Rankin has a one-word take on it: marketing. Bottled water companies started selling heavily in North America in the 1990s and have managed to convince consumers that bottled water is best. Municipalities produce water that's equal to or better than bottled from quality and taste standpoints and much cheaper. But multinational corporations spend million on campaigns to push their products. Cities, Rankin says, "are not in the business of really marketing their own water."
It used to be, you could walk right through the main doors of Halifax City Hall and wander unaccosted to the first floor bathroom. There were security guards, but they weren't much in the business of haranguing. Today, there is a locked barrier just inside the main doors.
There's one security guard on duty the day I come sniffing for a drink, checking off my drinking fountain list from the city.
"Sure!" the smiling guard says when I ask if there's a spot to fill up. He buzzes me through the gate and leads me down a hall to a cooler just outside the bathroom. "There are cups there, too," he says cheerily.
How many people come looking for water? "Not that many," he says. I'm not surprised. No one in Grand Parade would know there was a fountain in here. There are no signs. A peek inside the door at the guard and barrier would tell most people not to bother asking.
That said, you won't find a bottle of processed water in City Hall unless you bring it in yourself. There are no vending machines that sell water. No freebie bottles for staff.
This is a nod to council's 2010 directive to phase out bottled water.
The city has done a great deal to wean employees off bottled water. It has ensured tap water is high-quality and tastes good in all municipal buildings. Public works staff have been provided with stainless steel thermoses they can fill up and take into the field. At large public gatherings, the city provides filling stations.
The exception here—and it's a big one—are those third-party-run facilities like the Dartmouth Sportsplex and the Sackville Sports Stadium, where drinking fountains are hidden—or, in the case of the BMO Centre, missing—and vending machines and concessions are prominent.
"That would be their decision as a board," says Elliott. But as far as municipal messages go, this one is clear. Bottled is the go-to.
Another spot the city celebrates bottled water is Sackville Landing, the one tiny swath of municipal-owned waterfront land which comprises the extension of Sackville Street, near the wave sculpture.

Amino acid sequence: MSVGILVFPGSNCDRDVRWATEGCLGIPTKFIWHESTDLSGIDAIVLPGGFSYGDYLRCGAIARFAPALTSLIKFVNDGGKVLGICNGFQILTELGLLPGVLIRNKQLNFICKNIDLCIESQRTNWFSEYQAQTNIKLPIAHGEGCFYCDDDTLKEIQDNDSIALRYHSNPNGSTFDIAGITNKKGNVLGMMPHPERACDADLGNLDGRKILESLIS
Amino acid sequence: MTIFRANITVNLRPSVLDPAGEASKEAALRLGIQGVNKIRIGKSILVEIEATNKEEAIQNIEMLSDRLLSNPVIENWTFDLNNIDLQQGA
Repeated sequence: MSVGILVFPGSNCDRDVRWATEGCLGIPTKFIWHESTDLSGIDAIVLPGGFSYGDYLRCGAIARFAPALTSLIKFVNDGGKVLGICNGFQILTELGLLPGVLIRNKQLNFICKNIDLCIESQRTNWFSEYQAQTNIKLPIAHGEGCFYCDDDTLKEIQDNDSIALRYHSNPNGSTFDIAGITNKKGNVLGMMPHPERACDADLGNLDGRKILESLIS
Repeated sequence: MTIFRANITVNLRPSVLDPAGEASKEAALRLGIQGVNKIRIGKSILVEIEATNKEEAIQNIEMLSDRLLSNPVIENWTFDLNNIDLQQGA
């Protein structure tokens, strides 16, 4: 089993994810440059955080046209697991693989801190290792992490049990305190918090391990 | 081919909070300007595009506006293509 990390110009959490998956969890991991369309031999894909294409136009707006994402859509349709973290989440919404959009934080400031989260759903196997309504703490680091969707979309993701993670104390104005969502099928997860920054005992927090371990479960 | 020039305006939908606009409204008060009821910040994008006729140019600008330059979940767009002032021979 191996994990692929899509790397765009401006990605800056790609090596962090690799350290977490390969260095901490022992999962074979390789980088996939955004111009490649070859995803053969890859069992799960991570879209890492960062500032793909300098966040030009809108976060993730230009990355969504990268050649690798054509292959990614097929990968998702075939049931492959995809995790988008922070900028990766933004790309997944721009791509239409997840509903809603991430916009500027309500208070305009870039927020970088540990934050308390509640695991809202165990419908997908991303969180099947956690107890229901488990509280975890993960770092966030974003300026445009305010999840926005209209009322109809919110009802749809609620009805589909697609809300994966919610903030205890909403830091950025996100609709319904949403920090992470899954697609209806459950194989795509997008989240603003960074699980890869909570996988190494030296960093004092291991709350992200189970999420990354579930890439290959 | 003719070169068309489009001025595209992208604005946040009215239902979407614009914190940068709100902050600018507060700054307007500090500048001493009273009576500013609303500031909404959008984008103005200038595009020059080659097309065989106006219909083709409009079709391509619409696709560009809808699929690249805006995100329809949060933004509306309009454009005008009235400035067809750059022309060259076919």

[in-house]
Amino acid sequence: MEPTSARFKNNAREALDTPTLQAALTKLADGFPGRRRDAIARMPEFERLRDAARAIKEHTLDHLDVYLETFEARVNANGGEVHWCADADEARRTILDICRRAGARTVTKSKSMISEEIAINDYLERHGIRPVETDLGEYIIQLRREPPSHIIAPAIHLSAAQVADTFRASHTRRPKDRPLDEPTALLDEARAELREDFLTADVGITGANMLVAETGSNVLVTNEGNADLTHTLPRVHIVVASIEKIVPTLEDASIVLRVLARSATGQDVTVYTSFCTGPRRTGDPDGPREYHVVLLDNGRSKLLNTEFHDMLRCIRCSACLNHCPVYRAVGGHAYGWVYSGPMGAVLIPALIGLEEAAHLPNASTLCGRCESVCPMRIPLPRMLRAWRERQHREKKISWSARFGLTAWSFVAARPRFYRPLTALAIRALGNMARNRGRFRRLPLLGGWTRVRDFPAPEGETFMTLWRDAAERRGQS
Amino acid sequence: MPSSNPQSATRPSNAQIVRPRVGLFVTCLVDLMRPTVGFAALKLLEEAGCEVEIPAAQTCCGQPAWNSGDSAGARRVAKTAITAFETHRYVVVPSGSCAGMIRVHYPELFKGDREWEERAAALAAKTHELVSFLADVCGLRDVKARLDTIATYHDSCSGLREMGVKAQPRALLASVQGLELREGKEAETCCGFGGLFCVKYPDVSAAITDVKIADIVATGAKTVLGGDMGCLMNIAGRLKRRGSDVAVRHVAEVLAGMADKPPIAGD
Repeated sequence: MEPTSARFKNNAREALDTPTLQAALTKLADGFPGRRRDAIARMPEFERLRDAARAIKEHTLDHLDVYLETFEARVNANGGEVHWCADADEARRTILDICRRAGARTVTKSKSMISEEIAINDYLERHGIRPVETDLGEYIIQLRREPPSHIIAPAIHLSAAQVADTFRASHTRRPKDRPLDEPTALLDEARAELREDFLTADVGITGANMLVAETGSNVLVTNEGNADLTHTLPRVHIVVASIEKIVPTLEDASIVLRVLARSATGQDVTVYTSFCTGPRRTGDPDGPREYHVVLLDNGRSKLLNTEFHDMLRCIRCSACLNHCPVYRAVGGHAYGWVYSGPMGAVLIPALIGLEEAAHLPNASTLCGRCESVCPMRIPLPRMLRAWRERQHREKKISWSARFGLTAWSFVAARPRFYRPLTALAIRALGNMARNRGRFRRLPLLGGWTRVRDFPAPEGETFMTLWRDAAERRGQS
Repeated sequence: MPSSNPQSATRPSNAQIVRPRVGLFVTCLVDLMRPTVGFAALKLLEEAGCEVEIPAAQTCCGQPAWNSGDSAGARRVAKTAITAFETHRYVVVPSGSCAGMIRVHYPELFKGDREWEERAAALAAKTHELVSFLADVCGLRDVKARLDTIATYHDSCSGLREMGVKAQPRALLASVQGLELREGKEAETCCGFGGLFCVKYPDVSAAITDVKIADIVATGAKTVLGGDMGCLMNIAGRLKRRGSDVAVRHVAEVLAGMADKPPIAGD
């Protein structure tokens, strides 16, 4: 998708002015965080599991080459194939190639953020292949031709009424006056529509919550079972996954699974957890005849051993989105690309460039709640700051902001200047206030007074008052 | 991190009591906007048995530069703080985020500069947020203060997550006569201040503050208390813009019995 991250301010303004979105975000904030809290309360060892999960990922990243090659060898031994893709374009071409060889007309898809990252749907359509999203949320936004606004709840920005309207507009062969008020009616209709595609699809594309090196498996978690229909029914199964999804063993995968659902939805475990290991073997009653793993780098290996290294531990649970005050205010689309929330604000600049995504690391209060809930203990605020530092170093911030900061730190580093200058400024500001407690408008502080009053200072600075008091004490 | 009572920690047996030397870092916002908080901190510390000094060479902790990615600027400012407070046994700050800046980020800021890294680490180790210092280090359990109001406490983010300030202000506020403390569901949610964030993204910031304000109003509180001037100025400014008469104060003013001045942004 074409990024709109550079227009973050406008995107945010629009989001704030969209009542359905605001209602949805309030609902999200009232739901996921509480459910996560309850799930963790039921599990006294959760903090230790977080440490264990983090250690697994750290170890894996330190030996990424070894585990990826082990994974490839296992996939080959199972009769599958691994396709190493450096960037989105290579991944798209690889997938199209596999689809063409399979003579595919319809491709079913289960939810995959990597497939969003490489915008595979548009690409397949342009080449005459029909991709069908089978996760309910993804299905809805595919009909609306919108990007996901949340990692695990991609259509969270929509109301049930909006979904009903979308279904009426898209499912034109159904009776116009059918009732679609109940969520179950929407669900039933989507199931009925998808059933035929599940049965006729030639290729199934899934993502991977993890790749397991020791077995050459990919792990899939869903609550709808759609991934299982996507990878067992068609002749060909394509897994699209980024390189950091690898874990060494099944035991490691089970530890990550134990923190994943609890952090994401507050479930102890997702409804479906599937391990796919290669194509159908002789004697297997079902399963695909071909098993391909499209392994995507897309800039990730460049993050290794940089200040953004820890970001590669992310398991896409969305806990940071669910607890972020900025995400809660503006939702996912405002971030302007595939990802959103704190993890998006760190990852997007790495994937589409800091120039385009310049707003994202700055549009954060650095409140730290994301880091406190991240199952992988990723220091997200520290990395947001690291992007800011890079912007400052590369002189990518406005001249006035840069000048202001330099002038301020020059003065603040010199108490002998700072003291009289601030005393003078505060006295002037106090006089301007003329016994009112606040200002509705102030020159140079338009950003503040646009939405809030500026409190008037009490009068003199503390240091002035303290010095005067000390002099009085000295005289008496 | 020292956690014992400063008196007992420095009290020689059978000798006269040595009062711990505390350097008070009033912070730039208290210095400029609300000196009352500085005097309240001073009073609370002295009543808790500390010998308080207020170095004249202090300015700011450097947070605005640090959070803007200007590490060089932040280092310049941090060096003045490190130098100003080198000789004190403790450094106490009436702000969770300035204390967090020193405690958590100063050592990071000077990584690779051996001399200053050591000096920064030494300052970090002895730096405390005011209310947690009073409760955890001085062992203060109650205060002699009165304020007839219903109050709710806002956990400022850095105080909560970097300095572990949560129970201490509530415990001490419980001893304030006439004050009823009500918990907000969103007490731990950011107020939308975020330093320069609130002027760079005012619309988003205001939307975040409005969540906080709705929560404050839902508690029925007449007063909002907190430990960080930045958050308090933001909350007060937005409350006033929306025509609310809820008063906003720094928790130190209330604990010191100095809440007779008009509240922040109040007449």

Here, a small line-up of vending machines offers water and a host of sugary drinks on a blistering day. It's lousy with kids ignoring the signs not to climb the wave, infested with dogs, crammed with tourists. Waterfront Development's Andy Fillmore, who's also the Liberal candidate for Halifax in the upcoming federal election, states the obvious: "These people are getting hot and sweaty and thirsty."
It's a fact Fillmore plans to do more about than offer expensive processed tap water. Waterfront Development is installing a drinking fountain in early August at the corner of the tourist info building. He calls it a "kind of a quiet reaction" to having to buy water, "which is just all kinds of wrong." "Evian," backwards, Fillmore reminds me, spells "naive."
The new drinking unit—one of a team along the waterfront, if it goes well—will be five feet high and cost $8,000. A scruffy Scottie-mutt mix on a leash trots by. "Good timing," Fillmore says. The new unit will have a drinking fountain, bottle filler and a dog bowl.
"It's all part of our activation of the waterfront," he says, noting the addition of colourful chairs, and plans for hammocks. "We are all about activating. But we are also all about egalitarian—making sure everything is accessible to everyone."
And that's just it. Public drinking fountains are for everyone, equally—free, fresh, unlimited. It isn't about money. It's about access. As kind and accommodating as the security guard at City Hall was, as welcome as the receptionist at Centennial Pool made me feel, having to ask for water is a barrier. There's a chance I could have been turned away. The water at the Sackville Sports Stadium may be free, but when it's beyond a turnstile and down a hall, it's not exactly for everyone.
Ample public fountains, Fillmore says, represent "a different relationship with water and a different ethos about how you serve the public in public spaces."
Fountains come and fountains go. And as tricky as it is to pinpoint the loss of these amenities from public spaces—wasn't there one in Point Pleasant Park!?—it's just as easy to miss their return.
The city's Brendan Elliott says the four-pad arena that's on the books for Dartmouth will have a minimum of one fountain on each floor. "It is actually in writing."
The city is looking at installing a fountain at the Halifax Common entry off the new North Park roundabout. There's one going into the new building on the Emera Oval, too. "We are definitely making it a priority to have safe drinking fountains in all of our major builds and renovations."
And the grotto, too, may again quench thirsts at the Public Gardens.
In 2010, Halifax conservator Kellie McIvor wrote a heritage asset report and rolling maintenance plan for the gardens. "The grotto," she says, "is definitely on our list." The city can't guarantee that it will get included in the 2016-2017 capital budget, but it is on the list for future capital work.
Judith Cabrita, chair of the Friends of the Public Gardens, is cautiously supportive of the idea of restoring the grotto, stressing that her organization works for preservation and conservation of the garden, fitting its Victorian origins. (I declined to enquire if tennis will be returning to the family lawn.)
"It's a respite, a place for solace, a place for recreation," she says.
Besides, back in the 1970s, a drinking fountain was installed on the south side of Griffin's Pond, which remains there today, in delicious working order.